Manager Bette Zirkelbach said cases of fibropapillomatosis, a debilitating herpes virus specific to sea turtles, are increasing, especially among juvenile green sea turtles.
“Marine turtles with FP have external tumors that may grow so large and hanging as to hamper swimming, vision, feeding and potential escape from predators,” she said. “Over 50 percent of the green sea turtle population in and around the Florida Keys is infected with FP.”
The Turtle Hospital admitted 93 sea turtles in 2014, 68 in 2013 and 56 in 2012. Zirkelbach attributes the increase of diseased sea turtles to increased pollution in urban areas and farm-water runoff.
She also says more sea turtles are being rescued because of educational programs delivered to the hospital’s 75,000 visitors last year.
“The programs encourage visitors to make a conscious effort to fish and boat responsibly and to keep an eye out for sick or injured turtles. At least six out of 10 of our rescue calls now come from people who have been through our educational program.”
Some signs that sea turtles need help:
- Listlessly floating on the surface of the water.
- Struggling but unable to dive.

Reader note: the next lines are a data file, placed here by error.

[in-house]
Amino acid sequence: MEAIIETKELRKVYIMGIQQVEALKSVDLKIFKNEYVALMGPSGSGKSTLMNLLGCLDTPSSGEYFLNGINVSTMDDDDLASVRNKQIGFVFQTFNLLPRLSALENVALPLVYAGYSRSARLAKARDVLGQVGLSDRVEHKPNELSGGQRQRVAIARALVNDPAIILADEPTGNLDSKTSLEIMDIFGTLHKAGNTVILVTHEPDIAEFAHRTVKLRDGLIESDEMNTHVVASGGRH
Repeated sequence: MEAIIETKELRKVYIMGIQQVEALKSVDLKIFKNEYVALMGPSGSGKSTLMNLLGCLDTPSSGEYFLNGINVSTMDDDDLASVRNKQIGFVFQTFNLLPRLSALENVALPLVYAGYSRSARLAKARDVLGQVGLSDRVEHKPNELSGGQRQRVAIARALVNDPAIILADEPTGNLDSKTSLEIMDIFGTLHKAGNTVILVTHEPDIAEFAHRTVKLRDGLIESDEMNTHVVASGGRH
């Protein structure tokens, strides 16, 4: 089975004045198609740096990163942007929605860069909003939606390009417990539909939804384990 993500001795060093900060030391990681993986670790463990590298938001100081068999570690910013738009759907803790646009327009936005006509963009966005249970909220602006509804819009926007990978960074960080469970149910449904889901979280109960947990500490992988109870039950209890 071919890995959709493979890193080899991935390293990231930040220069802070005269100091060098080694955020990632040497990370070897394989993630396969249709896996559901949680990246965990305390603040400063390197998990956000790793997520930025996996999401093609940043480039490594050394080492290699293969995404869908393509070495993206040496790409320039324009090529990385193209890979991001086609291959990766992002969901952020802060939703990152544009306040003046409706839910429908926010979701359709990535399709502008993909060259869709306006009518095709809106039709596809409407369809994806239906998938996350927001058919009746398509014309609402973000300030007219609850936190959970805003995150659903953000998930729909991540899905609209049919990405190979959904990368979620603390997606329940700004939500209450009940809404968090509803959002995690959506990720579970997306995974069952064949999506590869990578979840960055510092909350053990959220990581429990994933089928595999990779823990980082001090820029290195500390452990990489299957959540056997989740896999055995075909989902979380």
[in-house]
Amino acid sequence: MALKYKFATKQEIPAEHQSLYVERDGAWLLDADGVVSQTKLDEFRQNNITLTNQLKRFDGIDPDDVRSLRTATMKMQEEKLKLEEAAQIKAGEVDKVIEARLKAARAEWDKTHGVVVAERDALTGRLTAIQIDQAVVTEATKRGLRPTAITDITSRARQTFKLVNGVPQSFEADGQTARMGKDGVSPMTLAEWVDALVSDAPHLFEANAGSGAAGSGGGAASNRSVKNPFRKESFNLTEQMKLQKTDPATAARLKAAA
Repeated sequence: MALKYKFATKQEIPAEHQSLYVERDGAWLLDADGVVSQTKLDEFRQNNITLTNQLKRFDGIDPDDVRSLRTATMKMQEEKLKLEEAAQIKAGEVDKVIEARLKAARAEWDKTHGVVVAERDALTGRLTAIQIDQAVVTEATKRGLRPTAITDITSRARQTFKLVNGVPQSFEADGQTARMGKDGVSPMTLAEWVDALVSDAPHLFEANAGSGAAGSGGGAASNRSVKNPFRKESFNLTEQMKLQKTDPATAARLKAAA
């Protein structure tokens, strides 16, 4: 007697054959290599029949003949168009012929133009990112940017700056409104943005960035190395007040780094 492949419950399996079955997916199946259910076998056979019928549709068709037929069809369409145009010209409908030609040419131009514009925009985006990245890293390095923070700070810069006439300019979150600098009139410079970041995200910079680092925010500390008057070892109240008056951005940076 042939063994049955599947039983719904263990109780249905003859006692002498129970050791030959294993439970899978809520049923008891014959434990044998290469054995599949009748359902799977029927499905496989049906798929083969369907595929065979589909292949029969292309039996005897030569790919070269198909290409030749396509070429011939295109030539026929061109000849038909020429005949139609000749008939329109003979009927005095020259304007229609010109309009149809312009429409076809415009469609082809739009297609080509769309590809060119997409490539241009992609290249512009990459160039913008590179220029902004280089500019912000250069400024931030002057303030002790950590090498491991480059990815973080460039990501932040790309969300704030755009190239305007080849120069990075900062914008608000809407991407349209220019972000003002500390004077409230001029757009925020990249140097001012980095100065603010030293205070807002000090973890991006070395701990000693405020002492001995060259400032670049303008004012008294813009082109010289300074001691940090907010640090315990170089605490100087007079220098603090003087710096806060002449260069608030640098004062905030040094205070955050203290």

- Entanglement in fishing line, rope, netting or plastic.
- Apparent damage from a boat strike.
- Washed up on the beach or shore, skinny in appearance.
- Hatchlings stuck on the shore.
- Tumor growth anywhere on the turtle, commonly on flippers and eyes.
Zirkelbach said the health of sea turtles is a good gauge of how healthy sea water is. Increased cases of sick sea turtles could be an indicator that more pollution is making its way into seas and oceans.
“Sea turtles are a canary in the coal mine of sort in our oceans,” she said. “In the process of saving one of the earth’s most time-honored creatures, we may just be saving ourselves, too.”
Anyone who comes across a distressed sea turtle can call the Turtle Hospital’s 24-hour hotline ator the Florida Fish and Wildlife Conservation Commission at (888) 404-FWCC (3822).